The little C1 performed without fault. There were no issues at all. Not one, but it is a new car so should be reliable shouldn’t it?

I wish i could tell about about a road trip from hell, with hookers and car chases…….but i can’t.

In reality, i worked my way through the miles and miles of roadworks that plague the UK’s motorways, sat at 50mph (the speed limiter was very handy here) and in between the roadworks i got the little C1 up to a nice cruising speed without issue. It sat at 80mph for mile after mile, without missing a beat. The only issue i had was knob head reps who couldn’t handle sitting behind a city car. They must have felt it was an attack on their virility or something because they absolutely had to overtake……..then usually pull in front of me and slow down.

It wasn’t intimidating and it wasn’t a struggle to keep up, in fact, it was easy to forget you were in a city car. It doesn’t feel cramped and isn’t screaming at motorway speeds, it just feels normal.

When you’re behind the wheel, you kind of forget you’re in a little car, It’s quite deceptive.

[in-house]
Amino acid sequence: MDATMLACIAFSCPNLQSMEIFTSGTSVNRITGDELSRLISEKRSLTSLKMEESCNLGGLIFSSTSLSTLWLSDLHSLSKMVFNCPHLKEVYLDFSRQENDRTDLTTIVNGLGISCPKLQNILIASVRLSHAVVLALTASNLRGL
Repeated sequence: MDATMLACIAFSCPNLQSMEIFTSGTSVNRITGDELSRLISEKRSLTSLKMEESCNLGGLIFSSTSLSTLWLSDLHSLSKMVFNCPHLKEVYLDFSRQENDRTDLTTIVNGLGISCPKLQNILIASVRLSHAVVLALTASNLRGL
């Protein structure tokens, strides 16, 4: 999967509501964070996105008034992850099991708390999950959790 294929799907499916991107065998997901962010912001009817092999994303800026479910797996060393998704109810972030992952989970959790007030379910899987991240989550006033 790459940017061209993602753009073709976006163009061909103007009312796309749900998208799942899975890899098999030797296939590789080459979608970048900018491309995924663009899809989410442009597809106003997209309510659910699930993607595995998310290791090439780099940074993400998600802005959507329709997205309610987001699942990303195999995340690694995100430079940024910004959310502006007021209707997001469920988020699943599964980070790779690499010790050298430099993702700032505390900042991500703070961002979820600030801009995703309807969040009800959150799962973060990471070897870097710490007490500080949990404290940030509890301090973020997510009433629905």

The experience is a bit like going on a caravan holiday. For that week, you only have what you can fit in the caravan. You travel light, leave unnecessary clutter at home. The C1 is similar. You don’t pile all of your worldly possessions into it, you take what you need.

Often i have a boot rammed full of all sorts of shit i don’t even use. In the C1 i just took what i needed which was very liberating.

Our little Citroen C1 was great around town and took us on a 7 hour road trip without so much as an aching back.

Granted, if you do high miles and drive all over the country, maybe the C1 is too much of a jump, culturally i mean. It’s more than up to the job but i doubt i’ll see many reps dumping their executive euroboxes for a C1 any time soon.

Maybe we should all take a look at our relationship with our cars. Do we really need a 4×4 or a big diesel saloon or whatever we drive? Could we be more frugal? Think of the money we could save. A C1 starts at around £8400 which is less than half the price of a new Ford Focus and around a quarter of the price of a BMW X3. That’s a lot of holiday spending money.

For that, you could hire something bigger from time to time if you needed it and still save shed loads of money.

This road trip was done just to test a theory. To be honest, the C1’s natural habitat isn’t the motorway. It’s perfectly fine there but really, this thing is better suited to flying around town, having a hoot with the little 3 cylinder fun bag. It wasn’t great on fuel after our 7 hour road trip. Not bad but not good enough to justify changing from a big diesel eurobox to a C1.